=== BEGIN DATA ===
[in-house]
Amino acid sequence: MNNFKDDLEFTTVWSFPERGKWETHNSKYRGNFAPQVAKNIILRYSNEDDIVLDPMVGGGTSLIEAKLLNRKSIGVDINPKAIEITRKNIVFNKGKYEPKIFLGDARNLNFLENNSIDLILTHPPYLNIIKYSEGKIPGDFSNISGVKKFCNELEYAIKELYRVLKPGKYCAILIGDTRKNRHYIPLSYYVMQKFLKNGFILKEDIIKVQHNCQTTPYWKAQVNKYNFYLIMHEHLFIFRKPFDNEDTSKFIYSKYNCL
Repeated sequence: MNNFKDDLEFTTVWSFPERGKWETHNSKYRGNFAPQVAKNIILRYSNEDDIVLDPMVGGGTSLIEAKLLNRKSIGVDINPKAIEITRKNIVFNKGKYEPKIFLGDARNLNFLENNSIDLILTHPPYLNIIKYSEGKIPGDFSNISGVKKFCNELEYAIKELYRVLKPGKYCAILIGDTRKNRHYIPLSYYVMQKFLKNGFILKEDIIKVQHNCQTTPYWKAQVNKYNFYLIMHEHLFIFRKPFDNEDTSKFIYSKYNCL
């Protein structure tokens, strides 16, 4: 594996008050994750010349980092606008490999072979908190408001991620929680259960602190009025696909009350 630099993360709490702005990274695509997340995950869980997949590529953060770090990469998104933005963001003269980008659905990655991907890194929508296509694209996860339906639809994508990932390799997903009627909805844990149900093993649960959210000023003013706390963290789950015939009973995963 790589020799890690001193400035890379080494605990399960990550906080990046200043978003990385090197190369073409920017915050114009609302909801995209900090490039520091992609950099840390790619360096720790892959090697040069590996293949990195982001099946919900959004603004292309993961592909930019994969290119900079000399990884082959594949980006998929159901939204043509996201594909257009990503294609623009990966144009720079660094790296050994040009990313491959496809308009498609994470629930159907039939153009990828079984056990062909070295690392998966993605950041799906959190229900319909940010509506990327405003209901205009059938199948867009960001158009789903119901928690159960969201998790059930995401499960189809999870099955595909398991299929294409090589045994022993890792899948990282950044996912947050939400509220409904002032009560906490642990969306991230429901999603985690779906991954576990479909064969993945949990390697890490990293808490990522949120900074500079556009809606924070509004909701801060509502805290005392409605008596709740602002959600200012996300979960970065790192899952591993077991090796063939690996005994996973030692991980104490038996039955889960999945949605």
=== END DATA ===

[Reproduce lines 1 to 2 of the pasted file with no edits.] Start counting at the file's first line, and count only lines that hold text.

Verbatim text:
[in-house]
Amino acid sequence: MNNFKDDLEFTTVWSFPERGKWETHNSKYRGNFAPQVAKNIILRYSNEDDIVLDPMVGGGTSLIEAKLLNRKSIGVDINPKAIEITRKNIVFNKGKYEPKIFLGDARNLNFLENNSIDLILTHPPYLNIIKYSEGKIPGDFSNISGVKKFCNELEYAIKELYRVLKPGKYCAILIGDTRKNRHYIPLSYYVMQKFLKNGFILKEDIIKVQHNCQTTPYWKAQVNKYNFYLIMHEHLFIFRKPFDNEDTSKFIYSKYNCL